Oprah's got her Book Club and Mr. Bad Food has his Book Nook.
Consider this a place where you can get insights into hot-off-the-presses releases like this month's gem: Love Your Body, Love Your Life by body image expert Sarah Maria.
While New Year's is often a time for hope, the bustling end-of-the-year holiday season can be a time when we are especially hard on ourselves.
We feel fat or maybe we're depressed about our inability to stick with a diet. We get to a point where we don't even like to look into a mirror.
Sarah Maria wants to end your negative body obsession and start living happily and confidently. The busy author recently took the time to answer a few of my questions about her book published by AdamsMedia.
Why do we tend to be so hard on ourselves?
We tend to be hard on ourselves because we are taught from a very early age that this is the appropriate way to think, to feel, and to behave. The thoughts we think about ourselves and our bodies are a reflection of the society that we live in. These beliefs, attitudes, philosophies and outlooks get passed down from parent to children, teachers to students, from peers, the media, etc.
We live in a culture where being critical and judgmental about ourselves, our bodies, and other people is normal.
It is a standard functioning of the cultural psyche, if you will. Who you are is not separate from the environment in which you have been raised and in which you live. So it is this cultural delusion, this cultural epidemic of being hard on ourselves, that leads to people being very hard on themselves.
Does negative body obsession affect more women than men?
In terms of overall numbers, I think it is safe to say that more women struggle with feeling bad about their bodies and their looks.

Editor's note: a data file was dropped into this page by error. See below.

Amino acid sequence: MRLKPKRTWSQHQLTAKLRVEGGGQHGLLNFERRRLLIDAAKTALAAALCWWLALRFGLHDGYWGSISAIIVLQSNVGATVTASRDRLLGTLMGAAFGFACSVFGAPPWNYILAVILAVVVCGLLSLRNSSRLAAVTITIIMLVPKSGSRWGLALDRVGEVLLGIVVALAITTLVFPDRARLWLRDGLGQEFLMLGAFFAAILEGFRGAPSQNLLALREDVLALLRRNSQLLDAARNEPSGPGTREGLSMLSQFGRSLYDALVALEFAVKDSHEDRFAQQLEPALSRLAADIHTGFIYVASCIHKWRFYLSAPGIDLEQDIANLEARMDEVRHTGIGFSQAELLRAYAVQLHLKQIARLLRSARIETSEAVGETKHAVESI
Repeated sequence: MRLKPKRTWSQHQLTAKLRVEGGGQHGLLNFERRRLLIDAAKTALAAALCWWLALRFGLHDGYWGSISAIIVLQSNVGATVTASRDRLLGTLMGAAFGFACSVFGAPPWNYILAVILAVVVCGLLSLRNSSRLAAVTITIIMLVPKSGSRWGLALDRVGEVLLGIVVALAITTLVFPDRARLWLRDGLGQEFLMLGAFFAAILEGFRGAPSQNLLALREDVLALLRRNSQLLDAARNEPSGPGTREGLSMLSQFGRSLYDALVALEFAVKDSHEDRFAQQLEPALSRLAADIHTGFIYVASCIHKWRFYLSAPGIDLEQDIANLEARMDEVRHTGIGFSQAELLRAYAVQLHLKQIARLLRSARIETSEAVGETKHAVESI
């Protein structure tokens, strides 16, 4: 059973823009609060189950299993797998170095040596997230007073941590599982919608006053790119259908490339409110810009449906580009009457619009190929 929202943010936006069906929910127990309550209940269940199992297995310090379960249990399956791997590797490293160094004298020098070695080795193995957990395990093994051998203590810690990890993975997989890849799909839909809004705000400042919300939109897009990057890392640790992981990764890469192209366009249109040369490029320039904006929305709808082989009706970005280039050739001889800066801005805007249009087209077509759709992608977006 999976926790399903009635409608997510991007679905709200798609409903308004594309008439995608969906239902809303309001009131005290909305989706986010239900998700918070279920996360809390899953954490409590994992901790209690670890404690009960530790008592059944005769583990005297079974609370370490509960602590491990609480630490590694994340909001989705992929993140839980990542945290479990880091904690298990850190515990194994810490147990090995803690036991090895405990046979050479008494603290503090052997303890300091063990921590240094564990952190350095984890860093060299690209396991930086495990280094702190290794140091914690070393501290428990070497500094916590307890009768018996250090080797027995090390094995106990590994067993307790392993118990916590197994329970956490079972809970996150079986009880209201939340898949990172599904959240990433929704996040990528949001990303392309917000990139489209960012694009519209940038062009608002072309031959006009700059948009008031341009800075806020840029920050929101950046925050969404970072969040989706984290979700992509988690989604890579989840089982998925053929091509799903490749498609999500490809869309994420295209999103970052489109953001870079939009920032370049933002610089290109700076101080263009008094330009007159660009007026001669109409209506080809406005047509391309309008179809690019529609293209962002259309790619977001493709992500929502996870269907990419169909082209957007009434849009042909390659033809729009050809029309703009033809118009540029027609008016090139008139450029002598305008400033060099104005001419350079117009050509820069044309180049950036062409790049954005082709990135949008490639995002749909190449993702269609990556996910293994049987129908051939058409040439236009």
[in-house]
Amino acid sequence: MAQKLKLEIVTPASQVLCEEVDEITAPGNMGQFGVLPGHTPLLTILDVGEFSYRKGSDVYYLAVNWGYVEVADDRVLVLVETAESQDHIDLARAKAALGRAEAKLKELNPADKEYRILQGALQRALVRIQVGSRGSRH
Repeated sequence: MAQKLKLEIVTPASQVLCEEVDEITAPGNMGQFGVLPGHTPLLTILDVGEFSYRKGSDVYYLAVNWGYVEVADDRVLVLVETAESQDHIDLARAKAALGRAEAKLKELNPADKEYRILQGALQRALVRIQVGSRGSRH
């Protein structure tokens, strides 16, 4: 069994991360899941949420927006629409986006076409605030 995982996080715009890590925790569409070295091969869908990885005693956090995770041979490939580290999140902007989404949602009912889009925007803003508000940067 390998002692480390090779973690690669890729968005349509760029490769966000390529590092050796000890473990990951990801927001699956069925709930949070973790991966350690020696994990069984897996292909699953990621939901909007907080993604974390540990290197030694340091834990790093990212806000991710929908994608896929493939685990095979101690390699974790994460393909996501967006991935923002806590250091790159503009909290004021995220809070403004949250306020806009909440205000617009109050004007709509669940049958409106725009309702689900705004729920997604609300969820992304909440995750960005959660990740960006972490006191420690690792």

This makes sense. Many women are raised to believe that being attractive is what will make them lovable, successful, etc. Yet many men also struggle with negative body obsession.
For many men, the struggle is compounded because on the one hand, they are suffering from negative feelings and beliefs about their body, and on the other hand, they feel like they shouldn't be struggling because they are men.
Women are more likely to empathize with one another because it is such a common experience for women. Men are much less likely to talk about any struggle they are having with their physical appearance.
So although it does affect a proportionately higher number of women, it is a very real issue for many men as well.
What is the single most important thing we can do to improve the way we view ourselves?
The single most important thing you can do is to tell yourself that you are already perfect, beautiful, whole, and complete. Who you are, or rather what you are, is already beautiful and already perfect.
I know this sounds impossible if you dislike your body and are struggling with your weight. Yet this is an important and in fact essential component to healing and creating a body and a life that you love.
Who you truly are in reality is not the struggle that you are currently going through. Who you ultimately are is not limited to your body and your mind. Who you are is the source of all beauty. What you are is already perfect.